Ian Darling and Greg Fleet discovered their unique stage partnership in a high school production of the Comedy of Errors in 1978. Some 40 years later they want to reclaim those old feelings and return to the stage together but the intervening years have done some damage. In this meta-play, the two old friends sift through two lifetimes of regrets, disappointments, and unexpected triumphs.
The premise of the play is a simple one, two men reconnecting after a long absence, but writer Sarah Butler worked with Darling and Fleet to flesh out decades of silence between the two friends. Darling with a long career as a documentary filmmaker revealed his resentment and jealousy of Fleet’s acting career as well as his personal hang-ups about his privilege and artistic image. Fleet caught Darling up on his missing years spent buried deep in addiction and poverty which have deteriorated his reputation and self-esteem.
Butler’s set design places the men in a rehearsal room with black-box walls and a symbolic but literal box of Darling’s prized memories. Artists in the audience will recognise the rehearsal room atmosphere where social decorum is quickly shed to get to the raw, tender emotions of each performer. The sound design included a variety of vintage rock songs that evoked the nostalgia of Fleet and Darling for their youthful days at the beginning of their friendship and lighting design by Morgan Moroney used spots and changes in temperature to isolate thoughts, flashbacks, and monologues. This technique, in particular, of having the actors directly narrate their thoughts to the audience was overused and cluttered the narrative with over-explanation.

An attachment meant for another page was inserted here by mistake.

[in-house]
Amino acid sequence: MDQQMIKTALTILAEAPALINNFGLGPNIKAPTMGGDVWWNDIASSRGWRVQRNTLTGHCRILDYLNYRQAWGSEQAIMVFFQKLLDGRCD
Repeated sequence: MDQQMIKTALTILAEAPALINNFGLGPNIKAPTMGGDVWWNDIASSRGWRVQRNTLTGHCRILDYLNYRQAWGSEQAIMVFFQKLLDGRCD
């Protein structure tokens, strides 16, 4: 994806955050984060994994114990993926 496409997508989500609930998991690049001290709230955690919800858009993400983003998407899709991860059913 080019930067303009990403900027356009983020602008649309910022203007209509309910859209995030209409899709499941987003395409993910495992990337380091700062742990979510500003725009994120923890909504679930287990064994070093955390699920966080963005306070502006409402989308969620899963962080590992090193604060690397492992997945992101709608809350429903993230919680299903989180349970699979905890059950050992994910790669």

Despite the often stilted nature of the dialogue with forced reveries and “do you remembers”, Darling and Fleet had a comfortable, friendly dynamic that seemed especially authentic when divulging disappointments or hidden truths about each others’ memories. Direction from Butler and Terry Serio strove towards a natural, easy tone with little to distract from the men’s conversation. Darling offered a unique vulnerability in his performance as a relative newbie to the stage as well as in his openness to listen to Fleet. The production worked best when Fleet, with Darling, explored the complexity of his life story, the impact of dishonesty and addiction, the paradox of trust. These moments where there were no clear answers but rather a willingness to acknowledge and keep going were poignant and deeply honest.
Structurally and narratively, this script struggles to maintain momentum and it frequently trades stakes for sentimentality but there’s a lot in the Twins that will resonate with people who have a regret or two. Maybe the soothing affirmation that, indeed, everyone has a story is enough.
The Twins is running at Seymour Centre from March 30th – April 17th
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